Illegality Keeps Cannabis Use Low & Decreasing – Youth’19

Media Release SayNopeToDope NZ 14 August 2020
The SayNopetoDope campaign says that new data from Youth19 Rangatahi Smart Survey has confirmed that the illegal status of cannabis is keeping young people from experimenting with cannabis in the first place, that students progressing to ongoing and regular cannabis use is very low, but that legalising it would reverse these gains.

While just 23% of students reported ever using marijuana – dropping from 38% in 2001 – only 4.1% were consuming it on a regular basis, much lower than in 2001 when it was 6.5%. The report says that most students do not use marijuana or other drugs. Maori use marijuana on a regular basis at a higher rate (8.5%) than Pakeha (3.3%) and Pacific use (3.6%). However, even Maori rates have dropped from a high figure of 13.9% in 2001. Asian youth use is low.

In contrast, 22% reported binge drinking in the past month, and remains high compared with other countries.

Research published 12 months ago in the New Zealand Medical Journal has shown a long-term decline in the number of secondary school students’ “lifetime cannabis use”, and the proportion using cannabis weekly (or more often) halving. Commentators say that cannabis use among teens is dropping thanks to changing attitudes towards ‘risky behaviours’.

According to the Royal Society Te Aparangi 2019 report, marijuana use, particularly frequent use starting from a young age, can harm mental health and have other negative effects.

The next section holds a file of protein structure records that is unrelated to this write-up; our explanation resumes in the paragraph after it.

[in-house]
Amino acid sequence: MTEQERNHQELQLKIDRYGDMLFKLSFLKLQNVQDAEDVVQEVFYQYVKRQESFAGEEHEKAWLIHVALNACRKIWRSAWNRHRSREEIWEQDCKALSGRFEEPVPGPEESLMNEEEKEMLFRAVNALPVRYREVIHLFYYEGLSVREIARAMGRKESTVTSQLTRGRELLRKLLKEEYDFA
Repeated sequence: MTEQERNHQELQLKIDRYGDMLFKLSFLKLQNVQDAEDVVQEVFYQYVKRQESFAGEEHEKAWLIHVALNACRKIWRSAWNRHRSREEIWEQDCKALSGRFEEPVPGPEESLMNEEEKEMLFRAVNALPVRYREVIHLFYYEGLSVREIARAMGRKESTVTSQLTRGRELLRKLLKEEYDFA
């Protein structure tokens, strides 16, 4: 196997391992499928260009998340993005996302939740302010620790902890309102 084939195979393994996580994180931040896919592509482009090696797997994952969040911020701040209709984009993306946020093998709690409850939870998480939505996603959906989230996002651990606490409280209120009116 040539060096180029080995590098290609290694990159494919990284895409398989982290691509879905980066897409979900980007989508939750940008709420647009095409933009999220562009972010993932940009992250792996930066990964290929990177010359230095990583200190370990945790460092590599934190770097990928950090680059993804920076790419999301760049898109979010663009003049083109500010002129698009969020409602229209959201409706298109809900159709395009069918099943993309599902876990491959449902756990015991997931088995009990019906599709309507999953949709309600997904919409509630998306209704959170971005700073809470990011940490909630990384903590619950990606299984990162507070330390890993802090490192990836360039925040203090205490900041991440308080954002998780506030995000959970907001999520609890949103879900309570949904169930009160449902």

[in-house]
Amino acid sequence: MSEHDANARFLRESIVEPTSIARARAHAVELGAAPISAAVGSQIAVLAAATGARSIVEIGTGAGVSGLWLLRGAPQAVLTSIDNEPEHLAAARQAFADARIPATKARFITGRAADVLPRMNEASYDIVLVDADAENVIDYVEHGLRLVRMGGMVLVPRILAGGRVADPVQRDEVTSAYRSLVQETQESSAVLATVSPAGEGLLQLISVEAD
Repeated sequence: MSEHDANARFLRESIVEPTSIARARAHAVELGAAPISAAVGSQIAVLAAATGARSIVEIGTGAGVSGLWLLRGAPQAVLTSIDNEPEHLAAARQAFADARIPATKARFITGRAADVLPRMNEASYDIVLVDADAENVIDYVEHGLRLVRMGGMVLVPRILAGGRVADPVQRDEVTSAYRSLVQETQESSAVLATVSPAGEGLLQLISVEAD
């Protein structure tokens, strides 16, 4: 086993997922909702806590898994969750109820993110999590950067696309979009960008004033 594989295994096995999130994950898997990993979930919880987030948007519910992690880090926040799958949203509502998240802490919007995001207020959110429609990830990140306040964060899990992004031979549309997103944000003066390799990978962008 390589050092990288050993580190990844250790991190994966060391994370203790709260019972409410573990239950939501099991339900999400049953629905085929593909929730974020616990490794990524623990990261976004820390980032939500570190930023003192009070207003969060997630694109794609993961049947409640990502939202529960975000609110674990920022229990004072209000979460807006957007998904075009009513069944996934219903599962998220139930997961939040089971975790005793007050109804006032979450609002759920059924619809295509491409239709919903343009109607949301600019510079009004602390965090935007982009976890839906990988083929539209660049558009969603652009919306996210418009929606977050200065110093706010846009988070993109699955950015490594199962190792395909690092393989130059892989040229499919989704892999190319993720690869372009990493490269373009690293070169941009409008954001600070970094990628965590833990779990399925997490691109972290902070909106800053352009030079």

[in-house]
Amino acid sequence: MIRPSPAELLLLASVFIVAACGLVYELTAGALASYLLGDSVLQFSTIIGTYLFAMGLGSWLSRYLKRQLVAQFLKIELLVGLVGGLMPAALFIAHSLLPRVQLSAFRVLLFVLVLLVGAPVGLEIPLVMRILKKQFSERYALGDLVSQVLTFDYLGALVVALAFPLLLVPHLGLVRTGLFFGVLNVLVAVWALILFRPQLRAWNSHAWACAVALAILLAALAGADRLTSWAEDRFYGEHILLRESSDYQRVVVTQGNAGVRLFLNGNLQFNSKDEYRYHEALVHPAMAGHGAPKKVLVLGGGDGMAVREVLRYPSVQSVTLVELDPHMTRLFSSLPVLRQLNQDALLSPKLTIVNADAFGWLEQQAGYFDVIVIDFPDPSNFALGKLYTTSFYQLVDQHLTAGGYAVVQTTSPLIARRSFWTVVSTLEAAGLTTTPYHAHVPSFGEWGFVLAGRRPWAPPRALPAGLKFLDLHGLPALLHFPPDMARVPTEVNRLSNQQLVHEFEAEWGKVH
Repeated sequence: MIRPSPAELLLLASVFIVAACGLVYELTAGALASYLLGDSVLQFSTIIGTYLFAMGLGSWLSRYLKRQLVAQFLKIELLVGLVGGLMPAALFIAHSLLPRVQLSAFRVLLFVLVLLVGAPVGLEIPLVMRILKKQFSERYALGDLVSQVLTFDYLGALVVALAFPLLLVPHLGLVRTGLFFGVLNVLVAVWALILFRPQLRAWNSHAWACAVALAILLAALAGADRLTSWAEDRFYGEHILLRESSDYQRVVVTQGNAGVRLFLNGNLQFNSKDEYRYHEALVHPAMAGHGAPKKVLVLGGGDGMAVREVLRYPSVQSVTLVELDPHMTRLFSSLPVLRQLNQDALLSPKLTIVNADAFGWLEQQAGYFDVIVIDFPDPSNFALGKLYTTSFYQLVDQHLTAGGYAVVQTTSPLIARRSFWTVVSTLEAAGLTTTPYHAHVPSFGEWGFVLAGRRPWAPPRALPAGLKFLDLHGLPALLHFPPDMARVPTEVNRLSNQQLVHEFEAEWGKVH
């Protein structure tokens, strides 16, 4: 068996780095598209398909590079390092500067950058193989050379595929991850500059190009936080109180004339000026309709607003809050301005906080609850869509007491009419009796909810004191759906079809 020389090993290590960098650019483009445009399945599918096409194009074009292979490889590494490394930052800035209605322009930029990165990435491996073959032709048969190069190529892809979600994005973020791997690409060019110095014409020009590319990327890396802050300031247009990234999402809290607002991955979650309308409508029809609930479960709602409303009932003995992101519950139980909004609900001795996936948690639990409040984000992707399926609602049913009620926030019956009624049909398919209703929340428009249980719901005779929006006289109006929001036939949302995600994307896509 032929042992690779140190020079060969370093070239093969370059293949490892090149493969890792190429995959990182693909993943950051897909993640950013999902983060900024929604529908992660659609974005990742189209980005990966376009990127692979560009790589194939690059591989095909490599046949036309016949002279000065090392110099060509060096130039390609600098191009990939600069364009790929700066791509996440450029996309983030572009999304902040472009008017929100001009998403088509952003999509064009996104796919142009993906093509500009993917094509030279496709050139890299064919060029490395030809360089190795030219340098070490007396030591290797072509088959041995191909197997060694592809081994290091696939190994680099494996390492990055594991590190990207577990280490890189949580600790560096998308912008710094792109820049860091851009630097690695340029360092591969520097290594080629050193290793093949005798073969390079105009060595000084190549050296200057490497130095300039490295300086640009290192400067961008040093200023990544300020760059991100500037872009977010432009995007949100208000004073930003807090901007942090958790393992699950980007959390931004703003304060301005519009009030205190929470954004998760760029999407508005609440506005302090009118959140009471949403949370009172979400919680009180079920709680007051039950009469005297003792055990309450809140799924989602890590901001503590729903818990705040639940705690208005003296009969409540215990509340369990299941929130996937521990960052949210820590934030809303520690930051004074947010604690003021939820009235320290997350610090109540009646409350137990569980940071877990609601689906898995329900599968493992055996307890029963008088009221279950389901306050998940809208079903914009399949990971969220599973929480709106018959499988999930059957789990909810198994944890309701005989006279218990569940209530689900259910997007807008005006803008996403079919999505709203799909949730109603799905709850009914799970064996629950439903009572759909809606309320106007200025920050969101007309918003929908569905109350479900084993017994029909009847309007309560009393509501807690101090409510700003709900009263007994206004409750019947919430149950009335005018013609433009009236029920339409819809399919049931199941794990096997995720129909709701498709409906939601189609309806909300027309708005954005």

“The researchers in this latest study correctly state that ‘there are factors that more directly address substance use and addictive behaviours such as ensuring harmful substances are not available in communities, and adults role modelling healthy choices and not supplying substances’. Legalisation will undo all this great progress by normalising drug use and making it more available and more evident in communities,” says spokesperson Aaron Ironside.

“We support a health-based approach where young users are discouraged from usage and sent a clear societal message that they should be drug-free, while also offering counselling and addiction services to assist them away from drug use. Sometimes this will involve the stigma and coercion of the law.”

These New Zealand stats come at the same time as the state of Colorado has found that marijuana use has skyrocketed in the last two years with nearly 21% of young people in the state reporting past month use. Notably, use in young teens (aged 15 and younger) has increased 15.5% from 2017 (the last time data was collected).

According to the data, part of the Healthy Kids Colorado Survey, since 2017, past month marijuana use among those aged 15 or younger has increased 14.8%, 16 or 17-year-olds has increased 3.0%, and 18 or older has increased 1.9%. Overall, marijuana use amongst all age groups has risen 6.2%.

In a disturbing development, teens report an alarming increase in their use of ultra-potent pot products in the form of dabs and vapes. More than half of high school students (52%) who use marijuana reported that they dab marijuana to get high – up from 34.4% just two years ago.

In addition to highlighting the increases in dabbing and vaping, the Colorado Department of Public Health and Environment noted that the percentage of youth who drove after using marijuana more than tripled in two years.  And in states where recreational marijuana has been legalised, teenagers are suffering higher rates of addiction.

The Substance Abuse and Mental Health Services Administration (SAMHSA) released the 2017-2018 National Survey on Drug Use and Health (NSDUH) State Estimates in December 2019, and found that past year and past month marijuana use among 12 to 17 year-olds in “legal” states increased around 3.5%, each from 2016-2017 to 2017-2018.